It’s not just the Amazon that’s in trouble. Dr. Nepstad, an environmental scientist who studies the Amazon, has seen similar ecological threats happening to rainforests in Indonesia and the Democratic Republic of Congo. These places may not be in my backyard, but my heart still goes out to the trees growing tall after hundreds of years, exotic and key-stone species that require such a niche environment they can’t survive elsewhere, to the indigenous tribes who respect the land and have immense ecological knowledge, and to the locals who can only do so much to protest such destruction.


  • Politics are tricky: Voting will occur next year for the United States. Everyone’s voice counts so educate yourself on the environmental policies of candidates and go out and vote! We want an administration that protects our beautiful lands and the future of humanity.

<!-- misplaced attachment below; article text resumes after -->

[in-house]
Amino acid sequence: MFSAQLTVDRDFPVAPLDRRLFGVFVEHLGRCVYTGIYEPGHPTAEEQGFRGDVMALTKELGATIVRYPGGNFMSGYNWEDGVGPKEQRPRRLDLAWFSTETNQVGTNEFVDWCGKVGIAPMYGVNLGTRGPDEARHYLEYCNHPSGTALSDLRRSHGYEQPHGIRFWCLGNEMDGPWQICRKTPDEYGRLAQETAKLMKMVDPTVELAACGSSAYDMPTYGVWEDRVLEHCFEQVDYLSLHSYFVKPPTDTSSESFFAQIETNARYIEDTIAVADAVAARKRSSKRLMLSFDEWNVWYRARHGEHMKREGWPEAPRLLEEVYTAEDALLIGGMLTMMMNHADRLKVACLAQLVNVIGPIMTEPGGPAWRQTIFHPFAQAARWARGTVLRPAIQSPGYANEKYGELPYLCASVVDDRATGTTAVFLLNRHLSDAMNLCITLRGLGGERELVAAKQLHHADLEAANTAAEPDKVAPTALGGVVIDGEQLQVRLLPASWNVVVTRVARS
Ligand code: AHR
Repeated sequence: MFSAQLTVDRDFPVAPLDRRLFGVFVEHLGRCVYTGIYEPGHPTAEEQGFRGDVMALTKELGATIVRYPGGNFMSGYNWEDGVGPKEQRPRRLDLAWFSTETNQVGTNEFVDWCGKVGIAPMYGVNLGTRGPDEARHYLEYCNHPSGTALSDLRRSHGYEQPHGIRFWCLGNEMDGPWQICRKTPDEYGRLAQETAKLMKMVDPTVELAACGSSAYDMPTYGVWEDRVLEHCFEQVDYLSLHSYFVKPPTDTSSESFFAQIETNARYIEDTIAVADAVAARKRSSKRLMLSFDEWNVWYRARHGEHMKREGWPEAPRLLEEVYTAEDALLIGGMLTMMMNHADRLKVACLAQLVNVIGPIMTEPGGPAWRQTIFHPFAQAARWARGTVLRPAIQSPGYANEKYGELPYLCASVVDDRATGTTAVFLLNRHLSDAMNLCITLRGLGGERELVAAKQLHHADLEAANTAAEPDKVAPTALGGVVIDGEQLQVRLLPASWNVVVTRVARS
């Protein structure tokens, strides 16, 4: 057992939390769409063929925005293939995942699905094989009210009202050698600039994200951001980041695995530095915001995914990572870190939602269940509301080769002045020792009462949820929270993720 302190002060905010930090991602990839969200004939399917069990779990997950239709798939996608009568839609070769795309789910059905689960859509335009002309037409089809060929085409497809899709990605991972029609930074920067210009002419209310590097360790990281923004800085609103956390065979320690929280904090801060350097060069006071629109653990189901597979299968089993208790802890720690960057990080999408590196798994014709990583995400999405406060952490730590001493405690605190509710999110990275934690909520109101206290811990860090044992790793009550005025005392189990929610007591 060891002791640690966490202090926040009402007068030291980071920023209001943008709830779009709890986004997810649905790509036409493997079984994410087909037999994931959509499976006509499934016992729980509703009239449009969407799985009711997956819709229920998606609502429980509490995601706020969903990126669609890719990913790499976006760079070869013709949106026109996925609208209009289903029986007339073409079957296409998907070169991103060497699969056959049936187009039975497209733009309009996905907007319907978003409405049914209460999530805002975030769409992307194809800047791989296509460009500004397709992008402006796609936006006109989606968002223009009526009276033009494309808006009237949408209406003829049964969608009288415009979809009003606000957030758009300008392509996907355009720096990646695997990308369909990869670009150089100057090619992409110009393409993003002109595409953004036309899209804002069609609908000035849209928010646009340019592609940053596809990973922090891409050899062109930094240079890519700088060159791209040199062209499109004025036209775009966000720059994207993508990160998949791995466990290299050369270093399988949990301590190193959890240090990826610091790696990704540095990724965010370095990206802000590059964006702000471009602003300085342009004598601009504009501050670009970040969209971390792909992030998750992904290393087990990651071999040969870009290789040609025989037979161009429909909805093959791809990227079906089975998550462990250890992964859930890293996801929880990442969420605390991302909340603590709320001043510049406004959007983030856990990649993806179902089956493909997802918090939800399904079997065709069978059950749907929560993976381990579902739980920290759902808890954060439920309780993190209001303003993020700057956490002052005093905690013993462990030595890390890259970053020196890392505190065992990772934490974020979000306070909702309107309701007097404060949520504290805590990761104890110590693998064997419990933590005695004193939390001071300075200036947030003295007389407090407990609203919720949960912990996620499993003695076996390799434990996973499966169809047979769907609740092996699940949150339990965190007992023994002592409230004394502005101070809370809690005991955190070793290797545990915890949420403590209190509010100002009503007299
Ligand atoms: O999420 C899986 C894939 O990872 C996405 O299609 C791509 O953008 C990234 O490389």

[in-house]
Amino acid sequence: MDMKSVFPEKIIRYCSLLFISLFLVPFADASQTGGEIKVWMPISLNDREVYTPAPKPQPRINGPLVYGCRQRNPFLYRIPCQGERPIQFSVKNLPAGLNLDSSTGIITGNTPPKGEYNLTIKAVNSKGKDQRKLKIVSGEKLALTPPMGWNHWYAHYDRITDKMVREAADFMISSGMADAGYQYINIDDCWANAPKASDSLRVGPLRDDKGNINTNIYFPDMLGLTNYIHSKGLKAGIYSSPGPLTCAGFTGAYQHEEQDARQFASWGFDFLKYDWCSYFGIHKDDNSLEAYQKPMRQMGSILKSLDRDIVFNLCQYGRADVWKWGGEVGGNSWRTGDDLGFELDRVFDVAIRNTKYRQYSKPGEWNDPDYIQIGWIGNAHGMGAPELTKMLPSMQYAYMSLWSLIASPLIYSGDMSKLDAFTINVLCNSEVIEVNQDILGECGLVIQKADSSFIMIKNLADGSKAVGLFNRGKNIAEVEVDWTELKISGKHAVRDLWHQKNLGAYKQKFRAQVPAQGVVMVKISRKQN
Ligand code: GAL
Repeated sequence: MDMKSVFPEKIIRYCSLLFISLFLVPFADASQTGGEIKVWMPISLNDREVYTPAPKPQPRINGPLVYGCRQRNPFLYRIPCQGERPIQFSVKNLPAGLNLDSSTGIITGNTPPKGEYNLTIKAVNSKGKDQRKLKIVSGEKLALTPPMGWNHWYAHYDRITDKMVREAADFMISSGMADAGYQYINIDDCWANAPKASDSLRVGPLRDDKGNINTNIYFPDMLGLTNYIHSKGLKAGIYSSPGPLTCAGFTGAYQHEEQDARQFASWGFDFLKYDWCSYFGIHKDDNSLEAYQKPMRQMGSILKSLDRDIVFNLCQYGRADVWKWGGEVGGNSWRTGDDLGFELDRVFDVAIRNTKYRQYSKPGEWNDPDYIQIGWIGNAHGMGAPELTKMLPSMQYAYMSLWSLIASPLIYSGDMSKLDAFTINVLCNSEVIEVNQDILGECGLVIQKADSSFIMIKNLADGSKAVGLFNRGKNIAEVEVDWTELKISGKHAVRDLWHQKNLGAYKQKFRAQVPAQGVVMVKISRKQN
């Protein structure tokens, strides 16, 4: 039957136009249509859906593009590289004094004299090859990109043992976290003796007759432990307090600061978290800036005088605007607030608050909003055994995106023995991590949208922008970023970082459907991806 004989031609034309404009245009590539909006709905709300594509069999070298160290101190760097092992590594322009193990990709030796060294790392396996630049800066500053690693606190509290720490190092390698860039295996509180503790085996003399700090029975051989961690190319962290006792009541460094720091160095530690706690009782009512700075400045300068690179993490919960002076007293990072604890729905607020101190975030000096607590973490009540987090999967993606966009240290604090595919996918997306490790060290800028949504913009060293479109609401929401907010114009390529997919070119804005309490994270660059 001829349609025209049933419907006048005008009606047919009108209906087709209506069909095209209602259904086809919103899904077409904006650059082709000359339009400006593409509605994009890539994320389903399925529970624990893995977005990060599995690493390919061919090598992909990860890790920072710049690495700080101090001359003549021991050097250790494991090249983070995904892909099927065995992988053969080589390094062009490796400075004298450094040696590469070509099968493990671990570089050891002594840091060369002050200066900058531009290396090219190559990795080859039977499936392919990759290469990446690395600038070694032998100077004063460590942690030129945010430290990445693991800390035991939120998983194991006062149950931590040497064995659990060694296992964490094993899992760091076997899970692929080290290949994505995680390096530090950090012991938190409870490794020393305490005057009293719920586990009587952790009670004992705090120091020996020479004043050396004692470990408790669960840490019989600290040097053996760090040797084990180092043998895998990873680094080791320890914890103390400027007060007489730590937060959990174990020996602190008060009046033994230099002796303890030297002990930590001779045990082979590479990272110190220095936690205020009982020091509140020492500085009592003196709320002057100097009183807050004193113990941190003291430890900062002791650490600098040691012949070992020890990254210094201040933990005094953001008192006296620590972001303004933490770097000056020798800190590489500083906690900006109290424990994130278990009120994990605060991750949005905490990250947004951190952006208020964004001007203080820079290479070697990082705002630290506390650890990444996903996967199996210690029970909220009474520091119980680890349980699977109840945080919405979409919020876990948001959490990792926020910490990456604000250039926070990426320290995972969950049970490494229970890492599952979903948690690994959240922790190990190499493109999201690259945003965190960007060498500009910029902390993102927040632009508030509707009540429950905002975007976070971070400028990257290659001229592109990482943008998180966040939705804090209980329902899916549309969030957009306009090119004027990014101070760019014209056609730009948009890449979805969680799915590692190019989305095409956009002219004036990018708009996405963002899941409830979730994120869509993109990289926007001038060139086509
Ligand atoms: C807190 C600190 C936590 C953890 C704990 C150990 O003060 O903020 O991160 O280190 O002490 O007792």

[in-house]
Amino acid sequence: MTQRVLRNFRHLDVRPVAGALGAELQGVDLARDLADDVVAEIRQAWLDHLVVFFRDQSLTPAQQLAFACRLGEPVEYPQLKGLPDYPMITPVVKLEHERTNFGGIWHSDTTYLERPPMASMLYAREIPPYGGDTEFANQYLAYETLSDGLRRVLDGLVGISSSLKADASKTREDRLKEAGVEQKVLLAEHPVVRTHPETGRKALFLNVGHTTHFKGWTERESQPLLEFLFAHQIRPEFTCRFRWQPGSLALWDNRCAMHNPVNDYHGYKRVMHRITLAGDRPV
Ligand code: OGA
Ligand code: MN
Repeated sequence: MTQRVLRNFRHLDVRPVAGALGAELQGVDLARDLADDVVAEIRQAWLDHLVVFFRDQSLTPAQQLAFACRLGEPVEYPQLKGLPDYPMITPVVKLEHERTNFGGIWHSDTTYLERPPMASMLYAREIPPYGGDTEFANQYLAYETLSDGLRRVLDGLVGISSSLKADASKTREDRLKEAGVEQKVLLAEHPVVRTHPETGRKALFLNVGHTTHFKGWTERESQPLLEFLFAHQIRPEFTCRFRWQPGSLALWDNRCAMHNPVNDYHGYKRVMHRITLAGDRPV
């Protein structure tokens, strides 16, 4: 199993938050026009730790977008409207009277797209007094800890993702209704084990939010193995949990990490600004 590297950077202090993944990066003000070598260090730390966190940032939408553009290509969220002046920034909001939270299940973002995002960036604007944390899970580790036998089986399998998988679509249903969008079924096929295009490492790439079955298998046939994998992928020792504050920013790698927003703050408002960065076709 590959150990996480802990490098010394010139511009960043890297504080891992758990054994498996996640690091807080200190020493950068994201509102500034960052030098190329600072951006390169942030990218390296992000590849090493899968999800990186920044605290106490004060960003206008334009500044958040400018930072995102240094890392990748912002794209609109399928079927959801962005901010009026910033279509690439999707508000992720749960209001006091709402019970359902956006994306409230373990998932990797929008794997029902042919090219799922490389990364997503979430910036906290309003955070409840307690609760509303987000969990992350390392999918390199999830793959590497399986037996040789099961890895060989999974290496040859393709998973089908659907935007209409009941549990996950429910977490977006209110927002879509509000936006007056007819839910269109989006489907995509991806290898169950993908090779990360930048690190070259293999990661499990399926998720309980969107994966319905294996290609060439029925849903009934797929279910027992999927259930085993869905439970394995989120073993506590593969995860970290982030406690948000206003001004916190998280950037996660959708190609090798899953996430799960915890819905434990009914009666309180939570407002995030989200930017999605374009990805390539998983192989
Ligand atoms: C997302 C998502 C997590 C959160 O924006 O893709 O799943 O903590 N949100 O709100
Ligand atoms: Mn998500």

• Consider what you consume: animal products, plastics, fast-fashion, understand that everything has a price and the majority of products come at the cost of environmental damage and underpaid workers.

  • Share your thoughts with others! Spark a conversation beyond small talk because this world needs a wake up call and you can be that alarm in someone’s life! #BeTheChange

The rainforest with all its mysteries and colorful creatures has always been a childhood fascination. I wrote this article not to ignite fear, but educate and inspire readers to live consciously. Every action has a reaction #NewtonsThirdLaw. Move the culture forward with your everyday actions and intentions!

Live Dirty, Eat Clean & Green

Lizzie Shutt